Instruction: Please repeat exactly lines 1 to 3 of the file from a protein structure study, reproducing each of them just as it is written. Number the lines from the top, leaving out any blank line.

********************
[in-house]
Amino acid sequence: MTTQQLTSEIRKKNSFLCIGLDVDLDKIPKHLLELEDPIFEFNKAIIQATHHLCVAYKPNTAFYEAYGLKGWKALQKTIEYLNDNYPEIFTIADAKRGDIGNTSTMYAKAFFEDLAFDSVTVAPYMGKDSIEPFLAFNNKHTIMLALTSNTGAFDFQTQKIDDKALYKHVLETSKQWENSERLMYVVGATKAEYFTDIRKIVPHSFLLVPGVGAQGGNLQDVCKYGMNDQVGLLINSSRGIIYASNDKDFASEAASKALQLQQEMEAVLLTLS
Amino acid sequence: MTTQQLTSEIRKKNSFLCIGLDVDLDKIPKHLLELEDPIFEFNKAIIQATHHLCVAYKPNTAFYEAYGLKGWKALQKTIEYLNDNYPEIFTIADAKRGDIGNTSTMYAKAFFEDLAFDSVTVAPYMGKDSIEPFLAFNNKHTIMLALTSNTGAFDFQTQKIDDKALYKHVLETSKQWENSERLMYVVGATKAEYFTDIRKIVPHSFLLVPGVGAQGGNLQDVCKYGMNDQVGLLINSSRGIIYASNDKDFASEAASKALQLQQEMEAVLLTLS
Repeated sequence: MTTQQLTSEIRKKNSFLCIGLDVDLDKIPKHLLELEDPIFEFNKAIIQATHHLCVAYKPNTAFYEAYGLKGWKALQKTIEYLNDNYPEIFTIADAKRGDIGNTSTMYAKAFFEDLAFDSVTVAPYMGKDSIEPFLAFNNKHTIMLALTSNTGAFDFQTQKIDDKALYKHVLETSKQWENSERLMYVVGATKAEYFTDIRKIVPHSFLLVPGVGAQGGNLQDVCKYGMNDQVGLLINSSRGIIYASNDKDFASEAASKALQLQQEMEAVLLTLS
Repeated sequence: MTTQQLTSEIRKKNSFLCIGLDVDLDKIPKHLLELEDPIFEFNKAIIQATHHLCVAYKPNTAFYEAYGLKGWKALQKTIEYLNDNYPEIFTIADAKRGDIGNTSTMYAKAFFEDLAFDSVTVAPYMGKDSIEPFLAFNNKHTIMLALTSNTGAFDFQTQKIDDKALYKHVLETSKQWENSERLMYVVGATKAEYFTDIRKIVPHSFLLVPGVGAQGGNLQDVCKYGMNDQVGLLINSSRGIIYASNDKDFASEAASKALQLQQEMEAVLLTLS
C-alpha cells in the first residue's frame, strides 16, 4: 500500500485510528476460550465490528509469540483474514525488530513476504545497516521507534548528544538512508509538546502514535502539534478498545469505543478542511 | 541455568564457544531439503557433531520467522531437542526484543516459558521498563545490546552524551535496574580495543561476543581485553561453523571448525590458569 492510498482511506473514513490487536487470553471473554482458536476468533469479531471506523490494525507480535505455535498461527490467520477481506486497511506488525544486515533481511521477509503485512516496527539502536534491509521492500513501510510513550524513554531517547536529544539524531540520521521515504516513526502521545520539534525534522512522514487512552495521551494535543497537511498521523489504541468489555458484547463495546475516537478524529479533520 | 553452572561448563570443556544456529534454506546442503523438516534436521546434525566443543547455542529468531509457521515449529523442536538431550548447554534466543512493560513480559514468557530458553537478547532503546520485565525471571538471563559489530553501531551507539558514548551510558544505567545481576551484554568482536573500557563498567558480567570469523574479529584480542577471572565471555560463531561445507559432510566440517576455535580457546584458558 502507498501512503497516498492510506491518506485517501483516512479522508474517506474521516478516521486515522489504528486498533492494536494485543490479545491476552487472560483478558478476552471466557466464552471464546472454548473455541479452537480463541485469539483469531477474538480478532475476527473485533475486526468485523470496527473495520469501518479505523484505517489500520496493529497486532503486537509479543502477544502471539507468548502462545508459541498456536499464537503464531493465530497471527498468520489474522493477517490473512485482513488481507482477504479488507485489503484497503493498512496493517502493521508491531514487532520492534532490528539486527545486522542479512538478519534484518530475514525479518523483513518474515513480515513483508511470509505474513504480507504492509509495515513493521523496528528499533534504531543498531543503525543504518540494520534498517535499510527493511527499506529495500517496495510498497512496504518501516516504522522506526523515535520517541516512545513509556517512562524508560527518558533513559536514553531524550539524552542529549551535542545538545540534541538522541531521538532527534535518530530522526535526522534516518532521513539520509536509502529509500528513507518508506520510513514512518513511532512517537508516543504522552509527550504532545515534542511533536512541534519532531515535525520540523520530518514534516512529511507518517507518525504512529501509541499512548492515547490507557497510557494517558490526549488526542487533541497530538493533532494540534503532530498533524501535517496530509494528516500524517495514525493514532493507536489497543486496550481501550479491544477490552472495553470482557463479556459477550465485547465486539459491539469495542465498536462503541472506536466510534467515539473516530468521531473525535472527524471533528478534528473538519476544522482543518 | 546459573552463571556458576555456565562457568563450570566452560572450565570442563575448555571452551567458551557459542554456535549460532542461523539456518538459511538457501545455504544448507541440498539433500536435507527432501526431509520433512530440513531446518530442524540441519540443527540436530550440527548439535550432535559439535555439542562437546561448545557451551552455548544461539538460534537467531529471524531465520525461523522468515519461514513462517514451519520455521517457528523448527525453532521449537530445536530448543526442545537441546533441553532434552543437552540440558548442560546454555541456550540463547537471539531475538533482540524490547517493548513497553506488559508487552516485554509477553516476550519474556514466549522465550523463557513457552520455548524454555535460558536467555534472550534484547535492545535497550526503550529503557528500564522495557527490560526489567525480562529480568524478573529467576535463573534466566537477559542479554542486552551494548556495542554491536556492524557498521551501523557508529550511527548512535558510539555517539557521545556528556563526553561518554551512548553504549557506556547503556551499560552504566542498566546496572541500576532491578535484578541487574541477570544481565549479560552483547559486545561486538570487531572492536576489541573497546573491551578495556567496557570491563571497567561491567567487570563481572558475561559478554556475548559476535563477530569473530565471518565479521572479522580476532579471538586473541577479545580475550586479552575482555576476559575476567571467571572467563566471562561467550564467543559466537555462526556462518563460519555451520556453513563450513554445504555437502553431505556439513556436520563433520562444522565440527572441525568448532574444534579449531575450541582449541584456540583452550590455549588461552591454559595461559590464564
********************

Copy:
[in-house]
Amino acid sequence: MTTQQLTSEIRKKNSFLCIGLDVDLDKIPKHLLELEDPIFEFNKAIIQATHHLCVAYKPNTAFYEAYGLKGWKALQKTIEYLNDNYPEIFTIADAKRGDIGNTSTMYAKAFFEDLAFDSVTVAPYMGKDSIEPFLAFNNKHTIMLALTSNTGAFDFQTQKIDDKALYKHVLETSKQWENSERLMYVVGATKAEYFTDIRKIVPHSFLLVPGVGAQGGNLQDVCKYGMNDQVGLLINSSRGIIYASNDKDFASEAASKALQLQQEMEAVLLTLS
Amino acid sequence: MTTQQLTSEIRKKNSFLCIGLDVDLDKIPKHLLELEDPIFEFNKAIIQATHHLCVAYKPNTAFYEAYGLKGWKALQKTIEYLNDNYPEIFTIADAKRGDIGNTSTMYAKAFFEDLAFDSVTVAPYMGKDSIEPFLAFNNKHTIMLALTSNTGAFDFQTQKIDDKALYKHVLETSKQWENSERLMYVVGATKAEYFTDIRKIVPHSFLLVPGVGAQGGNLQDVCKYGMNDQVGLLINSSRGIIYASNDKDFASEAASKALQLQQEMEAVLLTLS